That’s great. These the kind of things I’m looking to find out. I’m not 37 until December next year so I’ve given myself 12 months to get down to fighting weight. But I’ll reassess in the summer and will go for it earlier if I’m ready. Most of my plan will be made of getting my aerobic up-to scratch and mobility to help prevent injury as much as possible. Are you allowed to take preventative measures on Pcoy etc? Like straps, tape, blister patches etc?
Great to know someone has actually been and done it at my age. Yeah that makes sense. I was under the impression any type of support would be a no-go so that’s reassuring.I know a bloke who passed All Arms P Coy at 37 and later transferred in to 2 PARA as an NCO. On the topic of tapes and straps I can’t see it being an issue. But you’ll not be able to self medicate. If something major is up it’s important you go via the medics.
I passed Reserve P Company aged 32. I continued to serve with 4 PARA until I was 40 and in all honesty I never felt too far behind the fitness of 2 or 3 PARA soldiers.Great to know someone has actually been and done it at my age. Yeah that makes sense. I was under the impression any type of support would be a no-go so that’s reassuring.
I passed Reserve P Company aged 32. I continued to serve with 4 PARA until I was 40 and in all honesty I never felt too far behind the fitness of 2 or 3 PARA soldiers.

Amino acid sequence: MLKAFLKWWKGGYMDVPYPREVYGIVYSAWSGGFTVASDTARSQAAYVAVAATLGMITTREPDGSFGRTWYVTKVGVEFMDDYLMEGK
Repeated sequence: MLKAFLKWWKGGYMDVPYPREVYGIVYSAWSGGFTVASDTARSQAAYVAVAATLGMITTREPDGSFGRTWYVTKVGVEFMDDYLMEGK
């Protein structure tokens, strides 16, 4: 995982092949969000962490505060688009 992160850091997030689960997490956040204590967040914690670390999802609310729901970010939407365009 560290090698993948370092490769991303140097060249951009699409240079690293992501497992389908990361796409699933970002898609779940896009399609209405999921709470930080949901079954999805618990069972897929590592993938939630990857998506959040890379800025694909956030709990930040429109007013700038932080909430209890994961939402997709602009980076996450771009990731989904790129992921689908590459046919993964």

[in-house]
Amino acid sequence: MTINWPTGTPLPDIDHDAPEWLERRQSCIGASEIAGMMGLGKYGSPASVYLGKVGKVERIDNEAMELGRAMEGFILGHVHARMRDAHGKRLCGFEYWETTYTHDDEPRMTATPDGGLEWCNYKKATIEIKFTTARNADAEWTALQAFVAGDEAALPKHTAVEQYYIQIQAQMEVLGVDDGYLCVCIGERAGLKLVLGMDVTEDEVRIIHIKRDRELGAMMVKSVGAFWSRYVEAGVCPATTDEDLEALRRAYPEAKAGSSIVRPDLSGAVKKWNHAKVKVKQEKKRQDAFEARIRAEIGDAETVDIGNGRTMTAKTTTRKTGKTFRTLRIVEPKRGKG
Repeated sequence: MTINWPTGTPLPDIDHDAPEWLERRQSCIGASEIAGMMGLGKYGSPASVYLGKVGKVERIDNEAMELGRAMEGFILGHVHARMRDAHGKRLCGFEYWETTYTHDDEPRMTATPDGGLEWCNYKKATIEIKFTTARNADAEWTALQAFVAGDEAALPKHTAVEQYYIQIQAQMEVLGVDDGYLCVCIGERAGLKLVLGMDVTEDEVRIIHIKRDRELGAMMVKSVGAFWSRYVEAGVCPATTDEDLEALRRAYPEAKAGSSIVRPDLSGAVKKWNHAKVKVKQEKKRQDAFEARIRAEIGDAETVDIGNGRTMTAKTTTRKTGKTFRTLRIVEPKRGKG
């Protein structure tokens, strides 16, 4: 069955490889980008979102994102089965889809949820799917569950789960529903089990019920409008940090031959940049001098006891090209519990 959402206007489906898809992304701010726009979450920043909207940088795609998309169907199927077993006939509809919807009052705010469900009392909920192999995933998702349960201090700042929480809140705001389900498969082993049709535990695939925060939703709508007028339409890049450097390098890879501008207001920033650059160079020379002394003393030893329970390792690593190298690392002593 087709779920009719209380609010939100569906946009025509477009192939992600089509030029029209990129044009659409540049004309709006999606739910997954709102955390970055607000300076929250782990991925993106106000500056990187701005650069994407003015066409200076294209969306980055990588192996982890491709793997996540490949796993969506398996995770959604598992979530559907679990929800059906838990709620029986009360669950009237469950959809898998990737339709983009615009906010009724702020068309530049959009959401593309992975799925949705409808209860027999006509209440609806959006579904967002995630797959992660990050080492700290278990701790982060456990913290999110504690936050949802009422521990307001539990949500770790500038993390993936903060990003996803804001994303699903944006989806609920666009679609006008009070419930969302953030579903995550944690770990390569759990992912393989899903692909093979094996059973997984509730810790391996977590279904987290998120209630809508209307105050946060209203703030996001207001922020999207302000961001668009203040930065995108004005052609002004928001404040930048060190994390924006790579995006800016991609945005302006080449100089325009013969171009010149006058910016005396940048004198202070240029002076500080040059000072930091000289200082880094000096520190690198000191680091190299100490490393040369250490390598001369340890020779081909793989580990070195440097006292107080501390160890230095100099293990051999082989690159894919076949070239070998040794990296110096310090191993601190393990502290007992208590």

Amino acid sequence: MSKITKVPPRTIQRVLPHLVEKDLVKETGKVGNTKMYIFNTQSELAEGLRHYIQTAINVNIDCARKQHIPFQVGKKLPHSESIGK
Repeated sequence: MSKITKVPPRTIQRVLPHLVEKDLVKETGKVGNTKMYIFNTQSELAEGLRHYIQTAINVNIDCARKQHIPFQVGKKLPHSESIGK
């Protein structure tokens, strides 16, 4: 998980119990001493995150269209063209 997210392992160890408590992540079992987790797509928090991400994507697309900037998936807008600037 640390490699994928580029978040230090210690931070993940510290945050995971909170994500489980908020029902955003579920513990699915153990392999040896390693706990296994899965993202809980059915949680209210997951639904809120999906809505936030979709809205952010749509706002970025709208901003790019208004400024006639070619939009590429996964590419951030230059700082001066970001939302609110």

P Coy knocks, rattles and batters you. I’ll not sugar coat it. It is designed to simulate the stresses of operations. The training prior is progressive and will aim to enhance the required components of military physical fitness. Which I think are ; Endurance; Strength; Mobility; Speed; Power and Flexibility. As an older candidate it is advised you put the extra work in to develop and maintain these. Really focus on your strength and cardio in particular. It will provide the base on which to build the resilience required to carry heavier weights for longer periods at a slower patrolling pace, plus the ability to operate anaerobically in short, intense bursts of energy. The ability to be able to “turn-on” a burst of extreme energy is vital. 4 PARA is an operational unit and you need to be able to reach a required standard of fitness not for ego, but for operational purposes. At the extreme end of the scale will you be able preform a casualty extraction under fire wearing body armour and carrying full kit? You must be conditioned to cope with these physical stresses.
The training is progressive but you need to put the work in outside of the hours too.
Think you can draw your pension at 55 or 60 depending on what scheme you are on. Also probably depends on your rank and if you are on any extensions.If you were to stay injury free and passing any expected fitness test, what sort of age could you realistically stay in 4 para til?